Breakfast in Italy is a grown-up, fancy, extended version of sugared cereal from childhood. But way, way better.
The typical Italian breakfast is rather light and nearly exclusively sugar based. Cakes and pastries abound. With a bit of bread, meat, and cheese thrown in the mix.
I had read that hotel breakfasts in Italy left much to be desired, but those travel writers did not stay at the Palazzo Dragoni! The Palazzo Dragoni has amazing breakfasts! Patrizia bakes the most fabulous cakes and pastries and if you are lucky enough to stay for several days you will find something new each morning. And her smiling face and “buon giorno” each morning with your coffee will start your day off right. (Patrizia and Alfredo are amazing hosts) — All breakfast photos in this post are from the Palazzo Dragoni.
The following is from the culture section of one of my Italian lessons, italianpod101.com:
The one thing that is always present is coffee, in all its possible variations. Italian coffee is much more concentrated and strong than the American one and the portion corresponds to about half a small cup.
The first difference is between espresso, made in a bar with the espresso machine, and the moka or napoletano, the one usually served in people’s homes and prepared with small kettles.
Many people like coffee even more concentrated and so order it ristretto (condensed, shrunk), other people like to savor it less strong and so prefer the lungo (long), that in any case is served in a small cup.
Coffee can then be macchiato (spotted), if you add a dash of milk, or corretto (laced) when you add some liquor (usually sambuca or grappa).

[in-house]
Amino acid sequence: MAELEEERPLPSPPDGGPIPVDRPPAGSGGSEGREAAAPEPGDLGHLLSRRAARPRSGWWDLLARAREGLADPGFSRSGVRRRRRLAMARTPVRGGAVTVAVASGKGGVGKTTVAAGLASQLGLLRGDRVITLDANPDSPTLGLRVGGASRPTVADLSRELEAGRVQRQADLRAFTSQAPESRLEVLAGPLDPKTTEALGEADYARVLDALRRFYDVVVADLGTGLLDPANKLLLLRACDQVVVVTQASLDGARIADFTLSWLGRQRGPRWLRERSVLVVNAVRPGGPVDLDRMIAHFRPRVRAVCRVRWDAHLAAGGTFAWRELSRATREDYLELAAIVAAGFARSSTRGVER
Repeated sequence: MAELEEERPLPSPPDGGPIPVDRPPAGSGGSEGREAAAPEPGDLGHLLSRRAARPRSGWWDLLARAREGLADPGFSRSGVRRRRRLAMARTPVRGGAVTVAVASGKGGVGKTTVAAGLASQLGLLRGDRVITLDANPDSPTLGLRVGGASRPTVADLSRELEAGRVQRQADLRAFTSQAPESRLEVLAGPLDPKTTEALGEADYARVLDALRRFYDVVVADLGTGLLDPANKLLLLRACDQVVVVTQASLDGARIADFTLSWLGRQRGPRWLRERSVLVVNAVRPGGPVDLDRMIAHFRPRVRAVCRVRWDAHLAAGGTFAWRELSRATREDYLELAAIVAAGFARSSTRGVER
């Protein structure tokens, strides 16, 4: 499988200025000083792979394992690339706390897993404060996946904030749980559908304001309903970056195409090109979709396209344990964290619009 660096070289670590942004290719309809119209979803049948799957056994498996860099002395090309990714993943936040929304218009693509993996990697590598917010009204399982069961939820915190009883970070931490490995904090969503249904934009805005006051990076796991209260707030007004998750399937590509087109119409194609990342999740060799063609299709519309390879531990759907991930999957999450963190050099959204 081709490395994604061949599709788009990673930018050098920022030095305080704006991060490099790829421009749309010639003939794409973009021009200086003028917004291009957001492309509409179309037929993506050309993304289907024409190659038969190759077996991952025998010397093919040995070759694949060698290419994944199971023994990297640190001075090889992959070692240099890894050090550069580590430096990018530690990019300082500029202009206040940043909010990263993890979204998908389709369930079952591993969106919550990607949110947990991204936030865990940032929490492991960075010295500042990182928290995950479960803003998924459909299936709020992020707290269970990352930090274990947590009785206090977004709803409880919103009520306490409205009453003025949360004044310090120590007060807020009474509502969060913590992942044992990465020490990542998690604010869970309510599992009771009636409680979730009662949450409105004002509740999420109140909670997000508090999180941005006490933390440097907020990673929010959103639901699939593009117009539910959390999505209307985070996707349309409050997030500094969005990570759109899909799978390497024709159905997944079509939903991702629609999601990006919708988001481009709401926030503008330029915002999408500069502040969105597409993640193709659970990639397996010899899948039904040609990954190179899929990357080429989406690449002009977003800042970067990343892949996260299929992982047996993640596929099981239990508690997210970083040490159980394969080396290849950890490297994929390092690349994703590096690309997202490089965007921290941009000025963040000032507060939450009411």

If in the little cup you find a chocolate or a real coffee bean, then you are drinking it con la mosca (lit. with the fly). If instead you put some cocoa powder in your expresso, you’ll have a marocchino.
You can then find all the regional variations. In Rome you can find the caffè al vetro, that is served in a small glass instead of the usual small cup.
Together with their daily coffee, Italians are used to eat brioche, croissant, pastries and the simple bread, butter and jam.
I was a bit worried about enjoying coffee in Italy, because I like mine sweet and not too strong. Cappuccino was amazing, and I added a bit of zucchero (sugar). Cappuccino should only be ordered with breakfast or before noon.
For a little un caffe (a coffee) break during the day, I liked to order un caffe lungo con panna (a coffee that is drawn longer, more water, with cream). A couple of packets of zucchero and it was perfect. But make sure you pronounce “panna” (PAH-nnah) and not “pane” (PAH-nay) (bread). I got a strange look once because the barista thought I wanted coffee and bread. I changed to “crema” and apologized for my Italian.
When you ask for “panna” with your coffee you will get the most delicious and generous dollop of cream that you have ever had in your life. Seriously. Think Cool Whip times a thousand.
I’m pretty hungry now, how about you?